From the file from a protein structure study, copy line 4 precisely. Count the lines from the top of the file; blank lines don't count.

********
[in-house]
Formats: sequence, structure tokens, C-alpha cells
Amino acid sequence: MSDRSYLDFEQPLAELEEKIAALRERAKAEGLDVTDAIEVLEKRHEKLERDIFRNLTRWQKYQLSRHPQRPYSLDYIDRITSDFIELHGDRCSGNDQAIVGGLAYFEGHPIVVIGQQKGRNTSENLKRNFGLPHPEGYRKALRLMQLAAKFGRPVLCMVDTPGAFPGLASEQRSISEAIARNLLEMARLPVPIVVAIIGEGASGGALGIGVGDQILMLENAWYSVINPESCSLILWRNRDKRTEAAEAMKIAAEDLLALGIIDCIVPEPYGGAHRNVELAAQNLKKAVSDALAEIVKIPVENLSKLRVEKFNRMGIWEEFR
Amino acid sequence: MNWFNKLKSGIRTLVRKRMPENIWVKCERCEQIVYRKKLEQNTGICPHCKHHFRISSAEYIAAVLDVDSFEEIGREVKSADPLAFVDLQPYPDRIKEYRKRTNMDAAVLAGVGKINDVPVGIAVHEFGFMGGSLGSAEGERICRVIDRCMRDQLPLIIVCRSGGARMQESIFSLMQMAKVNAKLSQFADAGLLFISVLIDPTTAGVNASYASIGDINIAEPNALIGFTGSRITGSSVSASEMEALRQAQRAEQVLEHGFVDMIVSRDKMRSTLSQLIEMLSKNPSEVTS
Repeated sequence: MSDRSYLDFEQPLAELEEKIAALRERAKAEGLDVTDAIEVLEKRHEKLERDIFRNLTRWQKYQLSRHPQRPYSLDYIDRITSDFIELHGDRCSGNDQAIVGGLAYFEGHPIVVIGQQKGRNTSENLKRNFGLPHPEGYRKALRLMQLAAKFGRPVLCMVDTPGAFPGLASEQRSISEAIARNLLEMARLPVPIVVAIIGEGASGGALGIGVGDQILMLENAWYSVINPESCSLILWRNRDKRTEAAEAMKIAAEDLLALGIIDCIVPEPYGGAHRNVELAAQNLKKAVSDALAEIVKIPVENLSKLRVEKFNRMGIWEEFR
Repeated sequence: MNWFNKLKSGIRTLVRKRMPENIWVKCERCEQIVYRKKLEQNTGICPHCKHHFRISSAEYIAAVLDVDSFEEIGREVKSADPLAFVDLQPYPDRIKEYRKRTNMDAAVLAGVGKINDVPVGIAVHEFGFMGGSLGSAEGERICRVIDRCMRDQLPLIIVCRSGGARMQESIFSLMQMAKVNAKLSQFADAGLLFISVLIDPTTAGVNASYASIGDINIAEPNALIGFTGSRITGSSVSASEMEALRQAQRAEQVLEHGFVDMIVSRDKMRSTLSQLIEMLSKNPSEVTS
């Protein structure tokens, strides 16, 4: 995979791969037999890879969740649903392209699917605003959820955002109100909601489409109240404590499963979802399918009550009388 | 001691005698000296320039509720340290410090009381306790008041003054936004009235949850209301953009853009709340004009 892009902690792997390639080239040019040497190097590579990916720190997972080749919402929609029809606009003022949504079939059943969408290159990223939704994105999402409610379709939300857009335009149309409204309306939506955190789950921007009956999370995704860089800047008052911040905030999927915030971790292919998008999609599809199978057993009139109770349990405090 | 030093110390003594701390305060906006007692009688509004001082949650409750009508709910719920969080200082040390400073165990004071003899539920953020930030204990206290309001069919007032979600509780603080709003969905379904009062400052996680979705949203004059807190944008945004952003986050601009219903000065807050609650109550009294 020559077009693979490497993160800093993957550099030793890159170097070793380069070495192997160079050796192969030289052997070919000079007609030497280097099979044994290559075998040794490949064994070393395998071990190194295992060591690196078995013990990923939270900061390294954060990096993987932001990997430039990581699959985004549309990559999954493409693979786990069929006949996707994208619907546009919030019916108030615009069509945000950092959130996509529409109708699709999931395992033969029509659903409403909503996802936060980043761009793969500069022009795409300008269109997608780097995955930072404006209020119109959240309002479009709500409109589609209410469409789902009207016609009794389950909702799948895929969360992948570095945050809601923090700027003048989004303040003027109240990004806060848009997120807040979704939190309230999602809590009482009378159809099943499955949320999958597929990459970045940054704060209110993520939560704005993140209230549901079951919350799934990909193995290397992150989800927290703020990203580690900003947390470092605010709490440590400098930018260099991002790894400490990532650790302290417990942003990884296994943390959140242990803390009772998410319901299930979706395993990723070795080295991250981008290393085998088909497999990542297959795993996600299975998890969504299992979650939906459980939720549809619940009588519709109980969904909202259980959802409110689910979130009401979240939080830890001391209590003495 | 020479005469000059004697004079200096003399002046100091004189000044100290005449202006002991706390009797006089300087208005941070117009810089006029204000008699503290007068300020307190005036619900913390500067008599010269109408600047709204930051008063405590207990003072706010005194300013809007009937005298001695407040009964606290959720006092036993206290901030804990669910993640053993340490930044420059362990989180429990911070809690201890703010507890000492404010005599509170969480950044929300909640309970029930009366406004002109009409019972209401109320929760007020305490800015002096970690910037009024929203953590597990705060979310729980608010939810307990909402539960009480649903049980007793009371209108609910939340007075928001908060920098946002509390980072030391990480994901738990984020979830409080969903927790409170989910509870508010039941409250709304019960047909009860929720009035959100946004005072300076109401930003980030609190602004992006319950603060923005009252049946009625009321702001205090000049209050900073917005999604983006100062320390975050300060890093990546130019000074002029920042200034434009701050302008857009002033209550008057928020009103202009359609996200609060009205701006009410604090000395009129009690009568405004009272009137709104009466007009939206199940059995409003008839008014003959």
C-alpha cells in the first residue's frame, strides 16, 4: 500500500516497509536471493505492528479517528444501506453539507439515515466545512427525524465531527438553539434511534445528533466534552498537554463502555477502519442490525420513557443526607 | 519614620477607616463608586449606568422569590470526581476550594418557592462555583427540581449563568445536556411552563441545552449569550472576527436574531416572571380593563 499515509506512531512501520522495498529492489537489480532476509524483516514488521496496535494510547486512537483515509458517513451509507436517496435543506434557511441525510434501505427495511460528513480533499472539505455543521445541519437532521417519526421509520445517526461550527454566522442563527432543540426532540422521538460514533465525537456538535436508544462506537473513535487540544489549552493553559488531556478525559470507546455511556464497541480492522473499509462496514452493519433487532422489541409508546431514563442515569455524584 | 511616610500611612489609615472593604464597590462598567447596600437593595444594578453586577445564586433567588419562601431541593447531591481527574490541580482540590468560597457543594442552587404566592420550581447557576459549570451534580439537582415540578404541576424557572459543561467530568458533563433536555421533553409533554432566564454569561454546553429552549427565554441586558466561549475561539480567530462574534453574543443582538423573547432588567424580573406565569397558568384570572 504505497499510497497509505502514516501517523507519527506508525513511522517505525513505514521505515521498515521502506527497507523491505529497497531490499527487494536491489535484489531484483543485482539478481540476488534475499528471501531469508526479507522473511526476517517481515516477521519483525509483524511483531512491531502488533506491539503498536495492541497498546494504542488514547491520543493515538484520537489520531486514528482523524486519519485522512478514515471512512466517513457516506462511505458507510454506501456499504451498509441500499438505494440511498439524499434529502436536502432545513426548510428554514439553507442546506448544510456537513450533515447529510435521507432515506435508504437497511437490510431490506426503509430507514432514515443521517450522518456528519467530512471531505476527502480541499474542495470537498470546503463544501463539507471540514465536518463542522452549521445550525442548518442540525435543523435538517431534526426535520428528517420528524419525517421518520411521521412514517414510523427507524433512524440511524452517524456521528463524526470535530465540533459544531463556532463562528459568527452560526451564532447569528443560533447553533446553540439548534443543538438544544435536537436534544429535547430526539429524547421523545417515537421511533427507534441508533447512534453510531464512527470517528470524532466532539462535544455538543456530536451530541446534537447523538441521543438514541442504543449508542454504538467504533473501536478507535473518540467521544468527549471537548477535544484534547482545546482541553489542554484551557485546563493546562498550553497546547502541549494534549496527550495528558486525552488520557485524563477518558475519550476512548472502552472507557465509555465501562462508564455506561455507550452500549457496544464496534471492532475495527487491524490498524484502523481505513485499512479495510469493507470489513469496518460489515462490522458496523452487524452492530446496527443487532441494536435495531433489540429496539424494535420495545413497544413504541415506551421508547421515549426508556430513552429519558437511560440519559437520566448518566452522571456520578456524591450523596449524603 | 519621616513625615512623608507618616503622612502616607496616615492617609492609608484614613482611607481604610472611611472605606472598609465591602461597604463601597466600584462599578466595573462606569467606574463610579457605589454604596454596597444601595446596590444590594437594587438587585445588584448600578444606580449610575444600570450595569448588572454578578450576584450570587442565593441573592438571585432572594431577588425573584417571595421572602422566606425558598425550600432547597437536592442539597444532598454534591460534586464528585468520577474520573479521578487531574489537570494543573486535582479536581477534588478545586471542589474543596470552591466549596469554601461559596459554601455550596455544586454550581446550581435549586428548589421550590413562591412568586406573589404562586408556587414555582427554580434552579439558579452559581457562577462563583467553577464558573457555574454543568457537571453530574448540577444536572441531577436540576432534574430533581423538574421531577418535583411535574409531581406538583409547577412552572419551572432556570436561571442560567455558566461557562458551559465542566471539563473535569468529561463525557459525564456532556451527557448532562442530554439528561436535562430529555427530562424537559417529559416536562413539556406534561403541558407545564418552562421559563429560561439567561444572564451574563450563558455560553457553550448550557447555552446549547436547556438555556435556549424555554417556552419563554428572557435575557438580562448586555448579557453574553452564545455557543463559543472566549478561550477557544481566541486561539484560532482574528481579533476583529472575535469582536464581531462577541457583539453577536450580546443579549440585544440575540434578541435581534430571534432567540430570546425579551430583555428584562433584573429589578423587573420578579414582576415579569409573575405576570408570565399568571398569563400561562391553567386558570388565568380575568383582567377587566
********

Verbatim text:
Amino acid sequence: MNWFNKLKSGIRTLVRKRMPENIWVKCERCEQIVYRKKLEQNTGICPHCKHHFRISSAEYIAAVLDVDSFEEIGREVKSADPLAFVDLQPYPDRIKEYRKRTNMDAAVLAGVGKINDVPVGIAVHEFGFMGGSLGSAEGERICRVIDRCMRDQLPLIIVCRSGGARMQESIFSLMQMAKVNAKLSQFADAGLLFISVLIDPTTAGVNASYASIGDINIAEPNALIGFTGSRITGSSVSASEMEALRQAQRAEQVLEHGFVDMIVSRDKMRSTLSQLIEMLSKNPSEVTS